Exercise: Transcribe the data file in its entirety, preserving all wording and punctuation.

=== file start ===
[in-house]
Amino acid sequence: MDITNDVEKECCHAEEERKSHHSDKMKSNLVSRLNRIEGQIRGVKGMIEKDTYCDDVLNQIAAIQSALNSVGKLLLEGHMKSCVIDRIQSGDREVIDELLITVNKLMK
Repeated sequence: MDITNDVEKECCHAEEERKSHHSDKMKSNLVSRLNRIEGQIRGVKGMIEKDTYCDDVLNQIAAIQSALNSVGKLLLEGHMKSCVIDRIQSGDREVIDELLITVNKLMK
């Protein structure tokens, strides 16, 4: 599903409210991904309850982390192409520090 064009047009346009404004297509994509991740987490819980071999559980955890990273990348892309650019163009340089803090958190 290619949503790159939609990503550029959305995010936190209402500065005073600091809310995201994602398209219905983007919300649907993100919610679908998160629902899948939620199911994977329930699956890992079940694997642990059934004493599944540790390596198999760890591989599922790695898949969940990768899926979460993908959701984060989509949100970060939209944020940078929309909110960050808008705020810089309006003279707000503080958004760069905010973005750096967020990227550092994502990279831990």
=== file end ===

[in-house]
Amino acid sequence: MDITNDVEKECCHAEEERKSHHSDKMKSNLVSRLNRIEGQIRGVKGMIEKDTYCDDVLNQIAAIQSALNSVGKLLLEGHMKSCVIDRIQSGDREVIDELLITVNKLMK
Repeated sequence: MDITNDVEKECCHAEEERKSHHSDKMKSNLVSRLNRIEGQIRGVKGMIEKDTYCDDVLNQIAAIQSALNSVGKLLLEGHMKSCVIDRIQSGDREVIDELLITVNKLMK
């Protein structure tokens, strides 16, 4: 599903409210991904309850982390192409520090 064009047009346009404004297509994509991740987490819980071999559980955890990273990348892309650019163009340089803090958190 290619949503790159939609990503550029959305995010936190209402500065005073600091809310995201994602398209219905983007919300649907993100919610679908998160629902899948939620199911994977329930699956890992079940694997642990059934004493599944540790390596198999760890591989599922790695898949969940990768899926979460993908959701984060989509949100970060939209944020940078929309909110960050808008705020810089309006003279707000503080958004760069905010973005750096967020990227550092994502990279831990």